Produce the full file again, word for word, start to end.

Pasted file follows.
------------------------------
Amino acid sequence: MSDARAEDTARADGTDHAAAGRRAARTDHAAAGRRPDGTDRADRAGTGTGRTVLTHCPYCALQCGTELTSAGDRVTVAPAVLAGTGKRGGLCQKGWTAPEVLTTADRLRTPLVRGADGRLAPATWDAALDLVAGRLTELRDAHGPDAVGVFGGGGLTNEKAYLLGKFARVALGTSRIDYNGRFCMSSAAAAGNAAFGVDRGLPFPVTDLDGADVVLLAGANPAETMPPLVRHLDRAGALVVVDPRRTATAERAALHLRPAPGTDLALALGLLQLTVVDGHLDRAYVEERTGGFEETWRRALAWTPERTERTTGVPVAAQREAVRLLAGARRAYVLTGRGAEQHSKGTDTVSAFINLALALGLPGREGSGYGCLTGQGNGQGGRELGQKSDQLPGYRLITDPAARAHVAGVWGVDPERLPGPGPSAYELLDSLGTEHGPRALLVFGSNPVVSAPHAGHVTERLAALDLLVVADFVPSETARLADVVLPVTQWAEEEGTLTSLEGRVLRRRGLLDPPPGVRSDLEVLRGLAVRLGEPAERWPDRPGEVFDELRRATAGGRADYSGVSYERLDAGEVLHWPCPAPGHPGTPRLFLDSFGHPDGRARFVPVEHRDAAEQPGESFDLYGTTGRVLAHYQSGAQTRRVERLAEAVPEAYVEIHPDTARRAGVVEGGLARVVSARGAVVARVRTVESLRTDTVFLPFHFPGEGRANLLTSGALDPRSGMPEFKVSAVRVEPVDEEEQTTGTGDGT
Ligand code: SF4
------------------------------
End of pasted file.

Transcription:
Amino acid sequence: MSDARAEDTARADGTDHAAAGRRAARTDHAAAGRRPDGTDRADRAGTGTGRTVLTHCPYCALQCGTELTSAGDRVTVAPAVLAGTGKRGGLCQKGWTAPEVLTTADRLRTPLVRGADGRLAPATWDAALDLVAGRLTELRDAHGPDAVGVFGGGGLTNEKAYLLGKFARVALGTSRIDYNGRFCMSSAAAAGNAAFGVDRGLPFPVTDLDGADVVLLAGANPAETMPPLVRHLDRAGALVVVDPRRTATAERAALHLRPAPGTDLALALGLLQLTVVDGHLDRAYVEERTGGFEETWRRALAWTPERTERTTGVPVAAQREAVRLLAGARRAYVLTGRGAEQHSKGTDTVSAFINLALALGLPGREGSGYGCLTGQGNGQGGRELGQKSDQLPGYRLITDPAARAHVAGVWGVDPERLPGPGPSAYELLDSLGTEHGPRALLVFGSNPVVSAPHAGHVTERLAALDLLVVADFVPSETARLADVVLPVTQWAEEEGTLTSLEGRVLRRRGLLDPPPGVRSDLEVLRGLAVRLGEPAERWPDRPGEVFDELRRATAGGRADYSGVSYERLDAGEVLHWPCPAPGHPGTPRLFLDSFGHPDGRARFVPVEHRDAAEQPGESFDLYGTTGRVLAHYQSGAQTRRVERLAEAVPEAYVEIHPDTARRAGVVEGGLARVVSARGAVVARVRTVESLRTDTVFLPFHFPGEGRANLLTSGALDPRSGMPEFKVSAVRVEPVDEEEQTTGTGDGT
Ligand code: SF4